DEV Community


Posted on

Custom solution for fast navigation in Bash

Using the console, you have to cd your way through all your directories, which thanks to autocompletion, can be a relatively fast. However, sometimes you have to work with very deep folder structures, with not autocompletion-friendly folder groups and processes that require you to navigate them a lot. As this has been my case for the last few months, I finally decided to make a tool to solve this and reduce the amount of keystrokes spent in cd navigation.

This tool is a small bash function called ws, short for workspace. You can find it here. Paste it at the end of your ~/.bashrc or your source file of choice to use it.

Description and usage

For ws, a workspaces is a set of directories, each one associated to a numeric ID. You can define as many workspaces as you want, and activate different ones for each open terminal.

Some examples will be more illustrative than any wall of text:

# Create the workspace itself
$ ws -s my_workspace

# Populate it with directories
$ cd /path/to/foo/dir
$ ws -a
$ cd /path/to/bar/dir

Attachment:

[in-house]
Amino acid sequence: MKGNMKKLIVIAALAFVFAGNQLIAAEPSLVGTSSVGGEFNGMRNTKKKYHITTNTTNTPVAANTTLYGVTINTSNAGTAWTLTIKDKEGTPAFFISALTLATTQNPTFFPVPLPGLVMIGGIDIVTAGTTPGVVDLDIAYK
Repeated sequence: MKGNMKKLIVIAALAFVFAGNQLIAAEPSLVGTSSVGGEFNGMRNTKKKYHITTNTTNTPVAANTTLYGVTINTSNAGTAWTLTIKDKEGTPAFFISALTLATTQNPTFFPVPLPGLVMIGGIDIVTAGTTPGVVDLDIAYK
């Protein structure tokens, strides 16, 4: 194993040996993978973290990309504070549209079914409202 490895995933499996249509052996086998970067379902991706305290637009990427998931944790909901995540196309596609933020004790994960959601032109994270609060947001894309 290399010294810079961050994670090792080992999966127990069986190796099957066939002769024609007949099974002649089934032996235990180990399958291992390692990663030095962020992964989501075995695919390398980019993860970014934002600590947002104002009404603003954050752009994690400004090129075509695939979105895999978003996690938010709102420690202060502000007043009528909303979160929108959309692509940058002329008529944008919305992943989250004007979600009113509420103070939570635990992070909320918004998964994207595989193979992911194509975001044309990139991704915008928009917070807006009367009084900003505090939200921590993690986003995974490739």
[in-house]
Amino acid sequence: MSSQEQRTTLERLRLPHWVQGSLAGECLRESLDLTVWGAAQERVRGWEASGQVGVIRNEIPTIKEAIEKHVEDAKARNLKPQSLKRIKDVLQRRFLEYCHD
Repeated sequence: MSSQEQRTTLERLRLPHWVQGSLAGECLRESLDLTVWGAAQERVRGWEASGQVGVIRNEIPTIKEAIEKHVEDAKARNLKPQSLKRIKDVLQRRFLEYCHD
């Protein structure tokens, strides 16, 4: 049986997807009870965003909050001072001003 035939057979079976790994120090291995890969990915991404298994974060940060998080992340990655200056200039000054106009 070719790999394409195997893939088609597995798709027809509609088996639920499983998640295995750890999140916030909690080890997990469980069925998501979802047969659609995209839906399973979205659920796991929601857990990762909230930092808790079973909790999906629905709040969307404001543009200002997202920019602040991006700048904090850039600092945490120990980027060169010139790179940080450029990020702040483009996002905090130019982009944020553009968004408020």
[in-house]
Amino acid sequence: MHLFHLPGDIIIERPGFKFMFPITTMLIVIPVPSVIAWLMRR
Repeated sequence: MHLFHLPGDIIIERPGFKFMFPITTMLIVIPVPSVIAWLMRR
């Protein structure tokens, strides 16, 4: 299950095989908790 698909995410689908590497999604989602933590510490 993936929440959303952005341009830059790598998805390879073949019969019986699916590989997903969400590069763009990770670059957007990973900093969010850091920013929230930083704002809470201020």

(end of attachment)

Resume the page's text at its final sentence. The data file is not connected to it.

$ ws -a
$ cd /path/to/baz/dir
$ ws -a

# Check the directories in your workspace
$ ws -l
Workspace my_workspace:
  1 /path/to/foo/dir
  2 /path/to/bar/dir
  3 /path/to/baz/dir

# Move to a directory in your workspace
$ ws 2

# See a list of available workspaces
# The active one is marked with >
$ ws -s -l
- default
> my_workspace

# Remove a directory from a workspace
$ ws -r 2
$ ws -l
Workspace my_workspace:
  1 /path/to/foo/dir
  2 /path/to/baz/dir

# Remove a workspace
# If it is the current, then the default one is activated
$ ws -s -r my_workspace
$ ws -s -l
> default
Enter fullscreen mode Exit fullscreen mode

The only downside is that you'll have to remember the IDs of each directory to use it fluently, but this shouldn't be a problem if you end up using it a lot. Also, remember to check that you are using the correct workspace before you start to work; it will remember it if the tty is the same.

Tell me in the comments if you found it useful!

Recommended reading

You can follow me on Twitter! 🐦

Top comments (0)